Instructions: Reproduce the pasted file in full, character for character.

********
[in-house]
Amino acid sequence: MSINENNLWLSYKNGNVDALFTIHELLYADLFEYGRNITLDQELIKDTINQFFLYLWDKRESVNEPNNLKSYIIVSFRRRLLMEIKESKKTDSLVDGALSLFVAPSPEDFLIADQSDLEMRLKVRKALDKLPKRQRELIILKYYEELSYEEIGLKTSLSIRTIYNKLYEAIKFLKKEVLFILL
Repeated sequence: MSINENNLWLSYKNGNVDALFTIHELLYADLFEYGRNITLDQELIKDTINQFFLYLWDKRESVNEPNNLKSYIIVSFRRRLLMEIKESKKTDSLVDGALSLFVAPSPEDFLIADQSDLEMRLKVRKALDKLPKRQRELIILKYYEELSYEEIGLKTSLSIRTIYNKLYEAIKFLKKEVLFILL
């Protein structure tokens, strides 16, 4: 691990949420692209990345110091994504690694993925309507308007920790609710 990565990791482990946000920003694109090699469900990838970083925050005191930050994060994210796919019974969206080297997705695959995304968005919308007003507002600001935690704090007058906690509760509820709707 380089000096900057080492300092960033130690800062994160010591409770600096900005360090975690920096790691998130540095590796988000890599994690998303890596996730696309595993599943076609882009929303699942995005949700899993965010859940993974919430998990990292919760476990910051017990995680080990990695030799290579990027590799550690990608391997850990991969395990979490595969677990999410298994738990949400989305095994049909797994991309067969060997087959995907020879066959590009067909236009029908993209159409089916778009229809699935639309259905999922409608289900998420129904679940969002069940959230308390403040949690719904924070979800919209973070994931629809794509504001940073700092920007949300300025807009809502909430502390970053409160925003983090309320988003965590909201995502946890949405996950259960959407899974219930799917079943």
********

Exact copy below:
[in-house]
Amino acid sequence: MSINENNLWLSYKNGNVDALFTIHELLYADLFEYGRNITLDQELIKDTINQFFLYLWDKRESVNEPNNLKSYIIVSFRRRLLMEIKESKKTDSLVDGALSLFVAPSPEDFLIADQSDLEMRLKVRKALDKLPKRQRELIILKYYEELSYEEIGLKTSLSIRTIYNKLYEAIKFLKKEVLFILL
Repeated sequence: MSINENNLWLSYKNGNVDALFTIHELLYADLFEYGRNITLDQELIKDTINQFFLYLWDKRESVNEPNNLKSYIIVSFRRRLLMEIKESKKTDSLVDGALSLFVAPSPEDFLIADQSDLEMRLKVRKALDKLPKRQRELIILKYYEELSYEEIGLKTSLSIRTIYNKLYEAIKFLKKEVLFILL
């Protein structure tokens, strides 16, 4: 691990949420692209990345110091994504690694993925309507308007920790609710 990565990791482990946000920003694109090699469900990838970083925050005191930050994060994210796919019974969206080297997705695959995304968005919308007003507002600001935690704090007058906690509760509820709707 380089000096900057080492300092960033130690800062994160010591409770600096900005360090975690920096790691998130540095590796988000890599994690998303890596996730696309595993599943076609882009929303699942995005949700899993965010859940993974919430998990990292919760476990910051017990995680080990990695030799290579990027590799550690990608391997850990991969395990979490595969677990999410298994738990949400989305095994049909797994991309067969060997087959995907020879066959590009067909236009029908993209159409089916778009229809699935639309259905999922409608289900998420129904679940969002069940959230308390403040949690719904924070979800919209973070994931629809794509504001940073700092920007949300300025807009809502909430502390970053409160925003983090309320988003965590909201995502946890949405996950259960959407899974219930799917079943």